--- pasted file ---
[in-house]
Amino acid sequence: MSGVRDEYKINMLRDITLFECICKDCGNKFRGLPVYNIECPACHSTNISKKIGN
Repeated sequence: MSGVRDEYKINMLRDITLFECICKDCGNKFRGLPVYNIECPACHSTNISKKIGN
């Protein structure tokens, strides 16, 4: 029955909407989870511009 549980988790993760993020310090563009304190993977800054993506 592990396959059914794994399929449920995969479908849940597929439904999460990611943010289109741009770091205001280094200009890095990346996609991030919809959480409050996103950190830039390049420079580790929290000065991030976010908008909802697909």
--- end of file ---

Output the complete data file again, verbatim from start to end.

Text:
[in-house]
Amino acid sequence: MSGVRDEYKINMLRDITLFECICKDCGNKFRGLPVYNIECPACHSTNISKKIGN
Repeated sequence: MSGVRDEYKINMLRDITLFECICKDCGNKFRGLPVYNIECPACHSTNISKKIGN
């Protein structure tokens, strides 16, 4: 029955909407989870511009 549980988790993760993020310090563009304190993977800054993506 592990396959059914794994399929449920995969479908849940597929439904999460990611943010289109741009770091205001280094200009890095990346996609991030919809959480409050996103950190830039390049420079580790929290000065991030976010908008909802697909």